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August 22, 2023

Pennsylvania Elk Cam returns to capture 2023 mating season

The livestream is back to give a glimpse into the life of a herd in the northern part of the state

Wildlife Elk
Pennsylvania Elk Cam returns to capture 2023 bugling season Source/HDonTap

The Pennsylvania Elk Cam is back again in 2023 through a partnership between the Game Commission, HDOnTap and the North Central Pennsylvania Regional Planning and Development Commission. A pair of male elk are shown above during the 2022 livestream.

The Pennsylvania Game Commission's popular Elk Cam is up and running again to give viewers a peek into the species' annual mating season.

The camera is located in a field in Benezette, Elk County, which is in the northern part of the state. The livestream is hosted by HDOnTap, the same video platform that carries seasonal feeds of other wildlife, including eagles and black bears.

Elk are among the largest species in the deer family and have a population of about 1,400 in Pennsylvania. Bugling season, when males start to display more aggressive mating competition, runs from late summer into fall; males are known for their deep grunts and whistle-like calls to attract females, known as cows, and to fend off other males.

The elk camera typically remains live until the end of bugling season in mid-October. The best time to catch elk on the livestream is in the late afternoon. HDOnTap also compiles livestream highlights that can be viewed on the Elk Cam site. 

“Elk are magnificent animals and the spectacle of their bugling season draws onlookers to the elk range each year, sometimes from hundreds of miles away,” said the game commission's executive director Bryan Burhans.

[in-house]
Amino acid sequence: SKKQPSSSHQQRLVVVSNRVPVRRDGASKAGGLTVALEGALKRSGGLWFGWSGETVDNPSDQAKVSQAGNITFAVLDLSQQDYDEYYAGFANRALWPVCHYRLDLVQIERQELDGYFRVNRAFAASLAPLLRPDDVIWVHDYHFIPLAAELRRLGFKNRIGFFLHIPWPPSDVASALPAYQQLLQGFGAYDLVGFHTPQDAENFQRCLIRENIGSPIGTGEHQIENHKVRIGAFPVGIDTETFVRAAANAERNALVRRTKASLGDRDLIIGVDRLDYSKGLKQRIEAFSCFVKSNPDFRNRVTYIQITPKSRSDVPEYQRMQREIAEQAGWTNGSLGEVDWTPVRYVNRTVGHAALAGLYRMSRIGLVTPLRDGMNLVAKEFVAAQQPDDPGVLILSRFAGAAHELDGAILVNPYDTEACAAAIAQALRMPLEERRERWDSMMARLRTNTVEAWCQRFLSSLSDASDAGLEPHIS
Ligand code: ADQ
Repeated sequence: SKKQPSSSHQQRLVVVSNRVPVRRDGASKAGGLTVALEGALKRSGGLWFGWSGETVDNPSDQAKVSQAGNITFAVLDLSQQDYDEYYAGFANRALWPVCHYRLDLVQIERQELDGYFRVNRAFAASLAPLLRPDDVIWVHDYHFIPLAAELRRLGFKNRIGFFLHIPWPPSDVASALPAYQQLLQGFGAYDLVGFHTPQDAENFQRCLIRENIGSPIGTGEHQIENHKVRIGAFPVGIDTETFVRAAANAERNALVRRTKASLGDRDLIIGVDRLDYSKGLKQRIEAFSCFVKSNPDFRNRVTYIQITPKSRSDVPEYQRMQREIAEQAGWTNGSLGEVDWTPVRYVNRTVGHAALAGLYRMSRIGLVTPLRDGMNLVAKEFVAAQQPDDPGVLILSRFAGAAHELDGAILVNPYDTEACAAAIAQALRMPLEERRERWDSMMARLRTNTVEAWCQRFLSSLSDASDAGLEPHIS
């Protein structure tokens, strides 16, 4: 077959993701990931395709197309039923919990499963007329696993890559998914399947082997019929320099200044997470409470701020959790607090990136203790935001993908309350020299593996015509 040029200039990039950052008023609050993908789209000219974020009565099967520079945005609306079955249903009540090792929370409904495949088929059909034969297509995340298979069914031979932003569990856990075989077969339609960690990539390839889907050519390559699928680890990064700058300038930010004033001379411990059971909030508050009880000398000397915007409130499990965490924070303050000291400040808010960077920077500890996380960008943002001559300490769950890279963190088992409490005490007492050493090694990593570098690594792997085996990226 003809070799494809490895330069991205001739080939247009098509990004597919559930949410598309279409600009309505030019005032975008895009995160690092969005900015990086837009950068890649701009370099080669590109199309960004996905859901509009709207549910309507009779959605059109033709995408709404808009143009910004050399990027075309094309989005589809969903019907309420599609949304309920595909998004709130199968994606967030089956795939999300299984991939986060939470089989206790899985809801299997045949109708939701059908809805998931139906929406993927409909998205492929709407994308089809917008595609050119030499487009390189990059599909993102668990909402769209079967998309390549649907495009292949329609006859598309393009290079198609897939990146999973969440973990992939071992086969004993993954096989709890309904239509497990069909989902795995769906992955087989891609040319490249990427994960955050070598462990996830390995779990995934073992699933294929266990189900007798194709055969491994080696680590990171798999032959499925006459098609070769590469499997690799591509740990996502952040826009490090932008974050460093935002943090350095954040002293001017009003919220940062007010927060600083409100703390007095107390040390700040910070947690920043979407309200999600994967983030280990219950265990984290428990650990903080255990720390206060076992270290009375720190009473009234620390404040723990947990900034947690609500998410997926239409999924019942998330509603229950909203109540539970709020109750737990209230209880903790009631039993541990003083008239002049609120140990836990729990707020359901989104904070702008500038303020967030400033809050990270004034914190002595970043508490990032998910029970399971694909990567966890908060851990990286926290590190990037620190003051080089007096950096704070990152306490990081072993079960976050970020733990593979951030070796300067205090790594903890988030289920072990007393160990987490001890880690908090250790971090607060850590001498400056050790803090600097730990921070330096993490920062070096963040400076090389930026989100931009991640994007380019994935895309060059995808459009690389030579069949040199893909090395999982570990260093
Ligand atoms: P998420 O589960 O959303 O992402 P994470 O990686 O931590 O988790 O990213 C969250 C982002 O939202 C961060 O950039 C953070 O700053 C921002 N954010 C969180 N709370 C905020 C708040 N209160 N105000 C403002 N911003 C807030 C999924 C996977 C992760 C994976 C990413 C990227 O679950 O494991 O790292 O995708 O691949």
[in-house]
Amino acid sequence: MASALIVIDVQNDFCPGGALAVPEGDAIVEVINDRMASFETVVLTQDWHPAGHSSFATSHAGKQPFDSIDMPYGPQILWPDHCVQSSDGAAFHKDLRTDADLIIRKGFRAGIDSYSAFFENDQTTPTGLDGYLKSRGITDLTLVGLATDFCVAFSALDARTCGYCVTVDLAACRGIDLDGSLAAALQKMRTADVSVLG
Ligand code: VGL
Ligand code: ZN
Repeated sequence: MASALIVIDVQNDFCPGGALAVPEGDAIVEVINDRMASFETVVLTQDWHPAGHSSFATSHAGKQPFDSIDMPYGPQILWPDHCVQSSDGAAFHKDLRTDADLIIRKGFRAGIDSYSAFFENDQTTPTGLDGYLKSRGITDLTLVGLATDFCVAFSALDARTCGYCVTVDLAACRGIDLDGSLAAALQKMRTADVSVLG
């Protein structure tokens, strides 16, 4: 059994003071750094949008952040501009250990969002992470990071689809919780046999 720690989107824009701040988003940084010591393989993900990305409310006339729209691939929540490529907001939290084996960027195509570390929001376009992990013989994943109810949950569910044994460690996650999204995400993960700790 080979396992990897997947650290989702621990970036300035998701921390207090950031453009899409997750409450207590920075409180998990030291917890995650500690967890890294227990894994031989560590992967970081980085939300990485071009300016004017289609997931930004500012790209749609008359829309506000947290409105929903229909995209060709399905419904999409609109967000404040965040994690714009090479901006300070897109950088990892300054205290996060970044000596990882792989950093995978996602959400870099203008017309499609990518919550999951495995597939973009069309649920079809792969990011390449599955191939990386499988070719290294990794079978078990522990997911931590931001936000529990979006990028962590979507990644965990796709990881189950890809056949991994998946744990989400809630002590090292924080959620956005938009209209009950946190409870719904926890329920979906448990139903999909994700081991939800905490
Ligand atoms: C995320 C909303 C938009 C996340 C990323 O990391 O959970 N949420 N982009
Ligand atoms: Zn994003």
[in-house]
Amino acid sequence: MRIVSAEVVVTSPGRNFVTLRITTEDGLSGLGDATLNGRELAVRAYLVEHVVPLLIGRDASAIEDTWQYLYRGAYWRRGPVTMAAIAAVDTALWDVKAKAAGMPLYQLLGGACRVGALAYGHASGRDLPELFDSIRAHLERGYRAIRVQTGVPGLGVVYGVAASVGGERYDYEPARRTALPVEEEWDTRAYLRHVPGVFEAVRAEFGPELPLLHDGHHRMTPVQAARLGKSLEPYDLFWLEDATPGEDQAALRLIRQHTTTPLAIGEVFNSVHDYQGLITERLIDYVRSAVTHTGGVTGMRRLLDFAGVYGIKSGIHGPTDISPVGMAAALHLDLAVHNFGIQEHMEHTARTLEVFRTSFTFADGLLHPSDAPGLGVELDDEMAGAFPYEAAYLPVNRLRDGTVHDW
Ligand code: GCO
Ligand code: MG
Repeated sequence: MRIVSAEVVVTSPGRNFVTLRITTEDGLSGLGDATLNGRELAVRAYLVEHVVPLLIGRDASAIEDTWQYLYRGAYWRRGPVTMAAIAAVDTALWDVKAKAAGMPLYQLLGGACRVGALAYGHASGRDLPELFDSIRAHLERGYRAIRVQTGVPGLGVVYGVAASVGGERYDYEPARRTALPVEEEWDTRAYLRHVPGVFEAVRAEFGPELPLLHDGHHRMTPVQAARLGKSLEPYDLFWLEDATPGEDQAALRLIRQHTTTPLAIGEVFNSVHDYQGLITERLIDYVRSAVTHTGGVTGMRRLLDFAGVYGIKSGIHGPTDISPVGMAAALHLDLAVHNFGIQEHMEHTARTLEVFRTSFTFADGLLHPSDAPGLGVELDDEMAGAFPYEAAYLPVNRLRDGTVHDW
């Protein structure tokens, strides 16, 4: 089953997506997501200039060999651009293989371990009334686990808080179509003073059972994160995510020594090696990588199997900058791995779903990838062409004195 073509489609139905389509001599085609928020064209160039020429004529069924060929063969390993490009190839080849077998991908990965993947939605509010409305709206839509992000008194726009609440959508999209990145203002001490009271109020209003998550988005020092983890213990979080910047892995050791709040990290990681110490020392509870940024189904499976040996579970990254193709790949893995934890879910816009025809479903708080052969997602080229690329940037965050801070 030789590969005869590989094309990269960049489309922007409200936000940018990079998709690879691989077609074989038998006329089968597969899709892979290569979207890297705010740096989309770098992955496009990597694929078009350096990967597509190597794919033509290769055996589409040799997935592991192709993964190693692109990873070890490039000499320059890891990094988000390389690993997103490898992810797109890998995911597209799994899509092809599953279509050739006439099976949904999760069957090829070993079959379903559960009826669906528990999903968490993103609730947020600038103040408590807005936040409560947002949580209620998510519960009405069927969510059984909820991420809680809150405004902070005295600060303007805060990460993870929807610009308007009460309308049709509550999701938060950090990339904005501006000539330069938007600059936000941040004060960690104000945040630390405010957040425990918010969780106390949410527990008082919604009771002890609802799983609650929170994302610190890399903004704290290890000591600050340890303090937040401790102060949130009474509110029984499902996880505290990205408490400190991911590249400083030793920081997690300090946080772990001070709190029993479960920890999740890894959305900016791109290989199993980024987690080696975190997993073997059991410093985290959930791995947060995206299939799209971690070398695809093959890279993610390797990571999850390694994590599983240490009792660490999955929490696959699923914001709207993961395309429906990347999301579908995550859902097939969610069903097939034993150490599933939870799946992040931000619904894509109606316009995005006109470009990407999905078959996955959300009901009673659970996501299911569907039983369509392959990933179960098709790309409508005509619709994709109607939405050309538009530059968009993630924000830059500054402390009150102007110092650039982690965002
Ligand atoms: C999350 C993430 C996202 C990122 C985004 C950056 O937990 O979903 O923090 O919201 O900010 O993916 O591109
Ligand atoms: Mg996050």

Before humans settled in Pennsylvania, elk lived throughout the state with concentrations in the north and the Pocono Mountains. The species became depleted in the northeastern U.S. by 1867, but in 1913, the game commission began repopulating the state by purchasing elk from Yellowstone National Park. Agricultural expansion in the west was depleting the elk's feeding grounds, leading to starvation among herds, and the federal government wanted to repopulate the species throughout the U.S.

Many train shipments of elk came from Wyoming to Pennsylvania in the ensuing years, according to the game commission's historical account of the species' Pennsylvania resettlement. From the 1930s until the '80s, it was illegal to hunt elk in Pennsylvania, though many hunters still targeted them and cut into the species' population growth.

A limited lottery system for hunting elk was later established by the game commission in an effort to protect the animal. Today's elk hunt runs in three time frames between mid-September and early January. 

The Pennsylvania Game Commission published a half-hour documentary on YouTube, below, about the history of elk in the state.